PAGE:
July 1, 1922, is the birthdate of Warren Winkelstein, Jr., one of America’s great epidemiologists, whose pioneering studies helped scientists understand the spread of AIDS and determine the links between environmental factors and diseases like cervical and lung cancer.
Winkelstein, who was both a medical doctor and a public health specialist, was for many years a professor at the School of Public Health at the University of California, Berkeley, a period during which he headed up the San Francisco Men’s Health Study, which provided definitive evidence that AIDS was caused by the HIV virus and spread through unprotected sex.
Winkelstein was born in Syracuse, New York, the first child of Warren Winkelstein, a lawyer, and the former Evelyn Neiman. The senior Winkelstein was active in the Jewish community of Syracuse and in liberal social causes, and the family home was a meeting place for intellectuals and cultural figures associated with nearby Syracuse University.
Later in life, in interviews, the son described himself as having an “adventurous spirit” as a child, and for that reason his mother decided he should be sent to boarding school. Warren Winkelstein, Jr., was in the inaugural class of the progressive Putney School, in Vermont, which combined academic studies with agricultural work.
Although a family friend inspired him to enter the field of public health, Winkelstein took a somewhat roundabout route to the profession. As an undergraduate, he studied sociology at the University of North Carolina, taking a break of a year or so when he got married, in 1941, and working in construction. After returning to college and graduating, he attended medical school at Syracuse, and only in 1950 did he complete a master’s in public health, at Columbia University.
During the Korean War, Winkelstein was sent by the U.S. Public Health Service to serve in Vietnam (then still under French rule). Based in Hanoi, he was part of a team that was a forerunner of sorts to the U.S. Agency for International Development and helped the country establish a public health infrastructure.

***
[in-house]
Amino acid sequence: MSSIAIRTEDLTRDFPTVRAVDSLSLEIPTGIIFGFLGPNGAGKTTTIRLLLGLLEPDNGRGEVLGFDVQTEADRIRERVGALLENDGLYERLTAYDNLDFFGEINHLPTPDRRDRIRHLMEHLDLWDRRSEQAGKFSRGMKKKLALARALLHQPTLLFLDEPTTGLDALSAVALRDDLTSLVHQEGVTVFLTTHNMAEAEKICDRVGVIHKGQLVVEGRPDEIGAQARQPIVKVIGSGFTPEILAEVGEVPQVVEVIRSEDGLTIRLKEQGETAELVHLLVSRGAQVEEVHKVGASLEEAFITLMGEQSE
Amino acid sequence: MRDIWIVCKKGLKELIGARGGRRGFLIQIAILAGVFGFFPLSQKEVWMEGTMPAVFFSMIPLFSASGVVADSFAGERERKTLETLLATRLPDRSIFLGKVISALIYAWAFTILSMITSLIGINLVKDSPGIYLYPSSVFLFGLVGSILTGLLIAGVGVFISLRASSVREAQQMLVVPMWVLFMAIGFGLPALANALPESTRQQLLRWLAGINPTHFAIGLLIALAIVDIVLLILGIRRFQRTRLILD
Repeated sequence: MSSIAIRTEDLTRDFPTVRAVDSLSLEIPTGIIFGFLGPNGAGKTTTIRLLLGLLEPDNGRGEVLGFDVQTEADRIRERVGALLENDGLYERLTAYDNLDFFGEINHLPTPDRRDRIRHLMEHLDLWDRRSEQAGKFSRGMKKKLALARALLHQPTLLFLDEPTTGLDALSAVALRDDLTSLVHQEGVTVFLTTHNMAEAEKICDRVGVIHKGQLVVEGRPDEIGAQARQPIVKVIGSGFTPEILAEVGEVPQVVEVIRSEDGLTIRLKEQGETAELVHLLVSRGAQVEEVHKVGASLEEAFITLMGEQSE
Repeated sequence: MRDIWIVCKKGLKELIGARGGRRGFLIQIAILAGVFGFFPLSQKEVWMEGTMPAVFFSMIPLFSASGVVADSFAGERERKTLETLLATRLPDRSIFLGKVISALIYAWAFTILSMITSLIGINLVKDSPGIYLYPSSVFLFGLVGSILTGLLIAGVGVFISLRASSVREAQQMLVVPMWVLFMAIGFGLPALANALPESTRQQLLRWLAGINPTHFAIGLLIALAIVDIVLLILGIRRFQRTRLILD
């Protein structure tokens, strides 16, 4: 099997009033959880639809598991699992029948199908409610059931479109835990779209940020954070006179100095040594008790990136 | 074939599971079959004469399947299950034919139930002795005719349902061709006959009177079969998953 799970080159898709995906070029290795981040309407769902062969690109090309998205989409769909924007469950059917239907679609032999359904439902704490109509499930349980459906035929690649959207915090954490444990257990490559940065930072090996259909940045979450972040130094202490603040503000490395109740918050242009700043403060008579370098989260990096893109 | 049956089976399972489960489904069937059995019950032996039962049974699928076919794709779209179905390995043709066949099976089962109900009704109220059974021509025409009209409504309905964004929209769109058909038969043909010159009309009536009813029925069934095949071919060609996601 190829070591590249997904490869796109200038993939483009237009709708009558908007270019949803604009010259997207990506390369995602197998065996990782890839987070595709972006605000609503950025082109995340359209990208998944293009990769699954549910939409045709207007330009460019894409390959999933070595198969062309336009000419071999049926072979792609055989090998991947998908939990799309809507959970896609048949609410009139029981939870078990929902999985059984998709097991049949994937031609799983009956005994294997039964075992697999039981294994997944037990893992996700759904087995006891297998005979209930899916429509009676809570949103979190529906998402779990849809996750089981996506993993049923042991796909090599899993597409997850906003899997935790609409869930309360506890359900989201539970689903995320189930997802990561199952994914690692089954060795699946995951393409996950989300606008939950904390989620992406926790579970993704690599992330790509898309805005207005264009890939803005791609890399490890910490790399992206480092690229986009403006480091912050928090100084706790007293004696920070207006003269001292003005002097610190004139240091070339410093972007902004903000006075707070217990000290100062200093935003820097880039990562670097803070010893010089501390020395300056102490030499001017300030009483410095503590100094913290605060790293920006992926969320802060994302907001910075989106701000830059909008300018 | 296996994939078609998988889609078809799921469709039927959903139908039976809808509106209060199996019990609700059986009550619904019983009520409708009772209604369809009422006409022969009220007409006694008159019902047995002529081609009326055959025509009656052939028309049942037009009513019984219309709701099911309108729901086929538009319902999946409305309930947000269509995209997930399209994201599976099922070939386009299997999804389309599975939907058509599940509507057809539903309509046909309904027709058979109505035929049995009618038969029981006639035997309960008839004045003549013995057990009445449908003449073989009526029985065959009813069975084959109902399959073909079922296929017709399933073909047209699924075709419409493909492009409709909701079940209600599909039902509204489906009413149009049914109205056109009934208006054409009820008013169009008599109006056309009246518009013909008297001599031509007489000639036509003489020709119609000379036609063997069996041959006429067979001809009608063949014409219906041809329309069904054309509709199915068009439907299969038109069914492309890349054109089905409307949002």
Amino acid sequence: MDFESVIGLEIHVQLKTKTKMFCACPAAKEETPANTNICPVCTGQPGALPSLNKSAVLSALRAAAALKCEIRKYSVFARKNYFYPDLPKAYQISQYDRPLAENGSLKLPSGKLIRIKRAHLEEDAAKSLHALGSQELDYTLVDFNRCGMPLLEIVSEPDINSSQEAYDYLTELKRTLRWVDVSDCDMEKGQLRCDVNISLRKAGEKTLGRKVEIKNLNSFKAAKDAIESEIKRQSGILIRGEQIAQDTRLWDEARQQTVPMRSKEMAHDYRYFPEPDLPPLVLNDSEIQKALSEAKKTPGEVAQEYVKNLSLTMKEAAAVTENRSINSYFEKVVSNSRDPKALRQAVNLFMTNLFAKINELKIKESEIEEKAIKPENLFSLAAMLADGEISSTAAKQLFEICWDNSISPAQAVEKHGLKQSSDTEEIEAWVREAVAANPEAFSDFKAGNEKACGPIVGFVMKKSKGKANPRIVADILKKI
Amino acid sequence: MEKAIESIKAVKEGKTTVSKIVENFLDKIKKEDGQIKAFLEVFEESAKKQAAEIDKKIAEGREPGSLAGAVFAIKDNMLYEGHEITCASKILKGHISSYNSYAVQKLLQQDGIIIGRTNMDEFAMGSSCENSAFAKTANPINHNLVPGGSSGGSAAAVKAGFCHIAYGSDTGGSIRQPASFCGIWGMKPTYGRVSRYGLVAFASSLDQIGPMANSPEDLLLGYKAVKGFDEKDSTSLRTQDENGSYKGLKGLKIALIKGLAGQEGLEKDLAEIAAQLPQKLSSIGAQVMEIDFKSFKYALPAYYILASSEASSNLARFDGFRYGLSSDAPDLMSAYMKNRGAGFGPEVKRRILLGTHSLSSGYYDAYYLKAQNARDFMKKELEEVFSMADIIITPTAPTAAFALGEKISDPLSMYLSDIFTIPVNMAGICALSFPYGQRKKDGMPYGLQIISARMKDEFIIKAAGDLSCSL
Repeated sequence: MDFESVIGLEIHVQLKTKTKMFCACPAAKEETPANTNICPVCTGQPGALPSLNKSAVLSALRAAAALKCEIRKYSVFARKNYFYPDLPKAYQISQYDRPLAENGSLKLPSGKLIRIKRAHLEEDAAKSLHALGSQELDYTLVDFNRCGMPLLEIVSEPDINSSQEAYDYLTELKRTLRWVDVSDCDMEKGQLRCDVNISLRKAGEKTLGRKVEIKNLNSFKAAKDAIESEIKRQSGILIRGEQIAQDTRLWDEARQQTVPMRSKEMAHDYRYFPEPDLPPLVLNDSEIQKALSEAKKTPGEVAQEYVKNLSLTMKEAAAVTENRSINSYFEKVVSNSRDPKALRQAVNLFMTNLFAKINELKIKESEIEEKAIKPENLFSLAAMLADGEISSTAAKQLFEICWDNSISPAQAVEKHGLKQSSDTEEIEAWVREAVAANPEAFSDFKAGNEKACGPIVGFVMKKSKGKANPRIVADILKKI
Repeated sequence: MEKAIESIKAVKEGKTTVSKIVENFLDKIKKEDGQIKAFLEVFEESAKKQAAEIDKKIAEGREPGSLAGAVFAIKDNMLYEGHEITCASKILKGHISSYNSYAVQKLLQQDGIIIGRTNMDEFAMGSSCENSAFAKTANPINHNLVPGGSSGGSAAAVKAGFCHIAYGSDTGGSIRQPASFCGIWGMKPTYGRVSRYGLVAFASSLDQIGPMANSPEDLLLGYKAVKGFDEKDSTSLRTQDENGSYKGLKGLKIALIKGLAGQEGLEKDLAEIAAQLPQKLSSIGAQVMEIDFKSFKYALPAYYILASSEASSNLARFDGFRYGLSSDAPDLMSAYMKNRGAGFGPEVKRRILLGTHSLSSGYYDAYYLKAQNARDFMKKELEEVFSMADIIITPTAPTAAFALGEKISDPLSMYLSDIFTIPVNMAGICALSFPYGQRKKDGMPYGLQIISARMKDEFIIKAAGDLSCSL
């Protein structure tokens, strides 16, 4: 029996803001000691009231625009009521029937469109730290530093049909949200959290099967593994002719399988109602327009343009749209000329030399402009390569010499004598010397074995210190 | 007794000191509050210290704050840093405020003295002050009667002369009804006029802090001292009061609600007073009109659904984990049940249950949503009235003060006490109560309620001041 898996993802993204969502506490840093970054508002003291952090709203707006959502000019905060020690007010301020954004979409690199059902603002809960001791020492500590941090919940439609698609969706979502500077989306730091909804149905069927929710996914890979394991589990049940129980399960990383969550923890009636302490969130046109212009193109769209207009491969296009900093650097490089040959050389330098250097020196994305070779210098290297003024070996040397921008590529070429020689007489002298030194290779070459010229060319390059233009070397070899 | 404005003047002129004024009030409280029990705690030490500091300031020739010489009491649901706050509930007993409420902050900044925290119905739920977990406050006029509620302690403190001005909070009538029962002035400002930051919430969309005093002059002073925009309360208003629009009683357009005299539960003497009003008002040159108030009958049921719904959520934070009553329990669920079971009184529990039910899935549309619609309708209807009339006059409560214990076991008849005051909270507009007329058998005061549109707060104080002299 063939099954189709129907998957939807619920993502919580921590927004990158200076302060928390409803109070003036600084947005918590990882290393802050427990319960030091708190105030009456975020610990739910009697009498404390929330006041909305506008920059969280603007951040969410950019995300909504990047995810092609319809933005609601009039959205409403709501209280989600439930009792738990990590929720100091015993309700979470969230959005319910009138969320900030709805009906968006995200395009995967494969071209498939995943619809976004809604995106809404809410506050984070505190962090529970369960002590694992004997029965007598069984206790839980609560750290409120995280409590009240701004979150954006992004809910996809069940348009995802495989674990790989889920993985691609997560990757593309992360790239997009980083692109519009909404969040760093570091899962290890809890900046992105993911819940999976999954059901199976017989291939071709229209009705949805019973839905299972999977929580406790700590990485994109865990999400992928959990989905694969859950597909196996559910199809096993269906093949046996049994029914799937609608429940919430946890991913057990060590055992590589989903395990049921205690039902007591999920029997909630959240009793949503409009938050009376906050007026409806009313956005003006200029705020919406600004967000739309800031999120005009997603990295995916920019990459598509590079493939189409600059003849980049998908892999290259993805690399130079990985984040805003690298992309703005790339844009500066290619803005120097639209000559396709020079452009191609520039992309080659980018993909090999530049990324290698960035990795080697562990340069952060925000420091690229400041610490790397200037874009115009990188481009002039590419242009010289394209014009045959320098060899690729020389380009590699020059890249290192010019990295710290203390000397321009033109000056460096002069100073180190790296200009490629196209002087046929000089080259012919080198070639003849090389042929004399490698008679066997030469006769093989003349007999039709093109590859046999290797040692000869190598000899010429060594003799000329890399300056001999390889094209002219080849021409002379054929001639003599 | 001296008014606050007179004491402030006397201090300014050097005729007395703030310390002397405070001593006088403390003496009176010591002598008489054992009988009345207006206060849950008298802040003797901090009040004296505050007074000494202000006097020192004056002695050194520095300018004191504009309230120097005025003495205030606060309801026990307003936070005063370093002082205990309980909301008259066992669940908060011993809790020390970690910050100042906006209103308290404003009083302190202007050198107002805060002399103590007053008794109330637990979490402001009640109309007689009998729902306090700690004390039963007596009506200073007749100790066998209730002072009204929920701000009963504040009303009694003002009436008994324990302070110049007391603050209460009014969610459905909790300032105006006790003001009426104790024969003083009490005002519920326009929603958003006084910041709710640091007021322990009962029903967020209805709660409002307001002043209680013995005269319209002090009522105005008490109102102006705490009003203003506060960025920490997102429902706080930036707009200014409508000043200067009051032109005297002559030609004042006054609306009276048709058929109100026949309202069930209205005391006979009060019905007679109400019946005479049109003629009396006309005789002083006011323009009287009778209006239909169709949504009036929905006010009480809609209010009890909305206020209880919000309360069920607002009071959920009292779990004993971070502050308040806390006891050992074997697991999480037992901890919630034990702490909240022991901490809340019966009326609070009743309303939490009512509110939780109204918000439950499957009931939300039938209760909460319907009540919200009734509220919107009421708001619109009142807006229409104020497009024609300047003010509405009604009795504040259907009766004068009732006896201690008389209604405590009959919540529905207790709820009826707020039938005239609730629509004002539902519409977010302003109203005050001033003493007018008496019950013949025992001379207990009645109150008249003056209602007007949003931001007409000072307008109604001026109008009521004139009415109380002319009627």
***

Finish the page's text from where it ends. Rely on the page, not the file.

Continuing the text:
Upon his return home, Winkelstein lived in Buffalo, New York, and held both government and academic positions, establishing an epidemiology program at the State University of New York there. Studies he oversaw in Buffalo helped establish epidemiological links between air pollution and lung cancer, which previously had been thought to have a component connected to socioeconomic standing, and between smoking and cervical cancer. He also directed a vast clinical study of the then-new Salk polio vaccine.
Winkelstein joined the faculty of the School of Public Health at Berkeley in 1968, serving as its dean between 1972 and 1981. It was there, in 1984, that he was approached to organize an epidemiological study of AIDS, which was then little understood and nearly always fatal.
He insisted on using “probability sampling,” which meant seeking participants via door-to-door canvassing, rather than through newspaper ads, so he could get a more representative sample. His scientific rigor brought him into frequent conflict with funders, and at times with rival scientists, but Winkelstein’s findings stood the test of time. In the case of AIDS, his work provided essential understanding of the ways and means by which the disease spread.
Winkelstein retired in 1991, but continued teaching, and also devoted time to writing biographical studies of other important epidemiologists. He was married three times, and was father to three children.
Warren Winkelstein, Jr., died of an infection on July 22, 2012, at his home in Port Richmond, California. He was 90 years old.
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